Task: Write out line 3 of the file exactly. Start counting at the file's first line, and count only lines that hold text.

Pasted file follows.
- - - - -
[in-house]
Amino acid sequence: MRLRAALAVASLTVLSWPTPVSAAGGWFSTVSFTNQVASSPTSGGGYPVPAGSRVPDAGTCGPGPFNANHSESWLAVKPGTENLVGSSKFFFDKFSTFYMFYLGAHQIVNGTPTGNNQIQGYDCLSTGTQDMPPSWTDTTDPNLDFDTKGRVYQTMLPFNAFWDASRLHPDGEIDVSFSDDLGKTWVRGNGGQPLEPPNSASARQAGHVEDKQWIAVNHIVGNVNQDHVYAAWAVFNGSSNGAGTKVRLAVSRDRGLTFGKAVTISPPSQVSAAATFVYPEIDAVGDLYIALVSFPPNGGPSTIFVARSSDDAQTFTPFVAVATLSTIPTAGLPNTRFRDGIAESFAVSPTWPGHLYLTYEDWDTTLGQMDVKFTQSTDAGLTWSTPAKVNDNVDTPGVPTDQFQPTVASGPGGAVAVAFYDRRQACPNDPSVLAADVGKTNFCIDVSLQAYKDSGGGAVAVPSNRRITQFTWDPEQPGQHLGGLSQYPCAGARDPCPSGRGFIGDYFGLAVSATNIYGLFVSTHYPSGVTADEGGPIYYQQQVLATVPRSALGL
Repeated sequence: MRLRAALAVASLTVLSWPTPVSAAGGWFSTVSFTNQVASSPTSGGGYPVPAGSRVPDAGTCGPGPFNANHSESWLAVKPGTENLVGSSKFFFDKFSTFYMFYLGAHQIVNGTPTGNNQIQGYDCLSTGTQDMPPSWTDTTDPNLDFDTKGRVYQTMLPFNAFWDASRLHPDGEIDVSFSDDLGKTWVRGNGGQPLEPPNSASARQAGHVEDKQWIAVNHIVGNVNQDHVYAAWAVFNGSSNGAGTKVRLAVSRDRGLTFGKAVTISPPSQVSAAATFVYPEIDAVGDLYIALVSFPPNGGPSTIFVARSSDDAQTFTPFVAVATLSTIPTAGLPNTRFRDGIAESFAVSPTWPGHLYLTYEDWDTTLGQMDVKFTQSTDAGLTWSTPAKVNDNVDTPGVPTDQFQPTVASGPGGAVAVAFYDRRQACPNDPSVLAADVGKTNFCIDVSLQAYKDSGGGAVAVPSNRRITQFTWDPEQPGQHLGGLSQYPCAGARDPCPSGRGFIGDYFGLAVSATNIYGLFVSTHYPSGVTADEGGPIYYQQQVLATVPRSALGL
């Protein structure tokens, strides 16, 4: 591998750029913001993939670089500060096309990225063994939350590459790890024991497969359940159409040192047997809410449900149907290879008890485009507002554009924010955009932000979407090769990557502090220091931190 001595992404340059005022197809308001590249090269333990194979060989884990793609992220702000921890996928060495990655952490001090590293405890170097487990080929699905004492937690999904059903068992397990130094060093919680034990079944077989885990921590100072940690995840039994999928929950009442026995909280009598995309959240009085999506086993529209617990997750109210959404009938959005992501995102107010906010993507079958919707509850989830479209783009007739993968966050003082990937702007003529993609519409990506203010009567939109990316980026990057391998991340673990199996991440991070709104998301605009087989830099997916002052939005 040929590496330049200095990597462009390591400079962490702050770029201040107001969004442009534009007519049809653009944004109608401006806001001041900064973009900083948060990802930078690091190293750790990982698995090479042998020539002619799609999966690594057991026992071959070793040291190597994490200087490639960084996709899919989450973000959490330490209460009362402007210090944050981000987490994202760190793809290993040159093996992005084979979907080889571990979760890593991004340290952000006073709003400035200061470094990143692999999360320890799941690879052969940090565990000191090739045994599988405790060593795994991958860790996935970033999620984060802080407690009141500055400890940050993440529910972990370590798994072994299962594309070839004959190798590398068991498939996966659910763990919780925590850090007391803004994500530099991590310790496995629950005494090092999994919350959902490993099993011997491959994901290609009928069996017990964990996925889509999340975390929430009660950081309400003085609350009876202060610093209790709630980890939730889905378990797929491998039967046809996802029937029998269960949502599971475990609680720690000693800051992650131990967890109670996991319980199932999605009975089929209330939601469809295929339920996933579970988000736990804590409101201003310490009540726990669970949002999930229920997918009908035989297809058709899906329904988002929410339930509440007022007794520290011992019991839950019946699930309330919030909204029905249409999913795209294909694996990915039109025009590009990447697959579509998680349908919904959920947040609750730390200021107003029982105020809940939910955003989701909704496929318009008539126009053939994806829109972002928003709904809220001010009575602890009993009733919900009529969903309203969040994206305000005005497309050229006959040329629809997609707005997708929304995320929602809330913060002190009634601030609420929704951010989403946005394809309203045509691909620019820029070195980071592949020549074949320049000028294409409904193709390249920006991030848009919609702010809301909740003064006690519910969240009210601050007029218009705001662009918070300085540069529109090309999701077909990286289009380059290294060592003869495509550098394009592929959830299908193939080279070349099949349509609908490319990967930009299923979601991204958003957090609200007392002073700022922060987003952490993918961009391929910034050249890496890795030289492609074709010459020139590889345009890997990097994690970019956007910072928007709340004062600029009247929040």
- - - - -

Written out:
Repeated sequence: MRLRAALAVASLTVLSWPTPVSAAGGWFSTVSFTNQVASSPTSGGGYPVPAGSRVPDAGTCGPGPFNANHSESWLAVKPGTENLVGSSKFFFDKFSTFYMFYLGAHQIVNGTPTGNNQIQGYDCLSTGTQDMPPSWTDTTDPNLDFDTKGRVYQTMLPFNAFWDASRLHPDGEIDVSFSDDLGKTWVRGNGGQPLEPPNSASARQAGHVEDKQWIAVNHIVGNVNQDHVYAAWAVFNGSSNGAGTKVRLAVSRDRGLTFGKAVTISPPSQVSAAATFVYPEIDAVGDLYIALVSFPPNGGPSTIFVARSSDDAQTFTPFVAVATLSTIPTAGLPNTRFRDGIAESFAVSPTWPGHLYLTYEDWDTTLGQMDVKFTQSTDAGLTWSTPAKVNDNVDTPGVPTDQFQPTVASGPGGAVAVAFYDRRQACPNDPSVLAADVGKTNFCIDVSLQAYKDSGGGAVAVPSNRRITQFTWDPEQPGQHLGGLSQYPCAGARDPCPSGRGFIGDYFGLAVSATNIYGLFVSTHYPSGVTADEGGPIYYQQQVLATVPRSALGL